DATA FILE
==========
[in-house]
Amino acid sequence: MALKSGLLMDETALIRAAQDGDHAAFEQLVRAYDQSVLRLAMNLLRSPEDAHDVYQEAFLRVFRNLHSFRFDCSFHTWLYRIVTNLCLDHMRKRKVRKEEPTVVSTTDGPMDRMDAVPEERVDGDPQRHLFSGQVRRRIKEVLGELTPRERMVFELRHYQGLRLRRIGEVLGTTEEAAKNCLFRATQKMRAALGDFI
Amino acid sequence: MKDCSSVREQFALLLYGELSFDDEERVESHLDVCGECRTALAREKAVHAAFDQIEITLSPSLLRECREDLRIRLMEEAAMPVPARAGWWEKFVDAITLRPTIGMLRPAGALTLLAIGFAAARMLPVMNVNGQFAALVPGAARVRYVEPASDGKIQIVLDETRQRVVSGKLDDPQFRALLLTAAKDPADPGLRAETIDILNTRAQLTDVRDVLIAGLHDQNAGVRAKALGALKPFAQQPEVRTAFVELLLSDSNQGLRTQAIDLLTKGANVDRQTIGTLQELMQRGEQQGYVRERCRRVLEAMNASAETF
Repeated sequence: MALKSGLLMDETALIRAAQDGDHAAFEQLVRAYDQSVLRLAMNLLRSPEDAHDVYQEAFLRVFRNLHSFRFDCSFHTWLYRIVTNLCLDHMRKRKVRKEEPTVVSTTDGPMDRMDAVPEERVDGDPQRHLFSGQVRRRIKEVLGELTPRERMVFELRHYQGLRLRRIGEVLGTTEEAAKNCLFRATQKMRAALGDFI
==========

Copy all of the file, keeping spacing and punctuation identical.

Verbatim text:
[in-house]
Amino acid sequence: MALKSGLLMDETALIRAAQDGDHAAFEQLVRAYDQSVLRLAMNLLRSPEDAHDVYQEAFLRVFRNLHSFRFDCSFHTWLYRIVTNLCLDHMRKRKVRKEEPTVVSTTDGPMDRMDAVPEERVDGDPQRHLFSGQVRRRIKEVLGELTPRERMVFELRHYQGLRLRRIGEVLGTTEEAAKNCLFRATQKMRAALGDFI
Amino acid sequence: MKDCSSVREQFALLLYGELSFDDEERVESHLDVCGECRTALAREKAVHAAFDQIEITLSPSLLRECREDLRIRLMEEAAMPVPARAGWWEKFVDAITLRPTIGMLRPAGALTLLAIGFAAARMLPVMNVNGQFAALVPGAARVRYVEPASDGKIQIVLDETRQRVVSGKLDDPQFRALLLTAAKDPADPGLRAETIDILNTRAQLTDVRDVLIAGLHDQNAGVRAKALGALKPFAQQPEVRTAFVELLLSDSNQGLRTQAIDLLTKGANVDRQTIGTLQELMQRGEQQGYVRERCRRVLEAMNASAETF
Repeated sequence: MALKSGLLMDETALIRAAQDGDHAAFEQLVRAYDQSVLRLAMNLLRSPEDAHDVYQEAFLRVFRNLHSFRFDCSFHTWLYRIVTNLCLDHMRKRKVRKEEPTVVSTTDGPMDRMDAVPEERVDGDPQRHLFSGQVRRRIKEVLGELTPRERMVFELRHYQGLRLRRIGEVLGTTEEAAKNCLFRATQKMRAALGDFI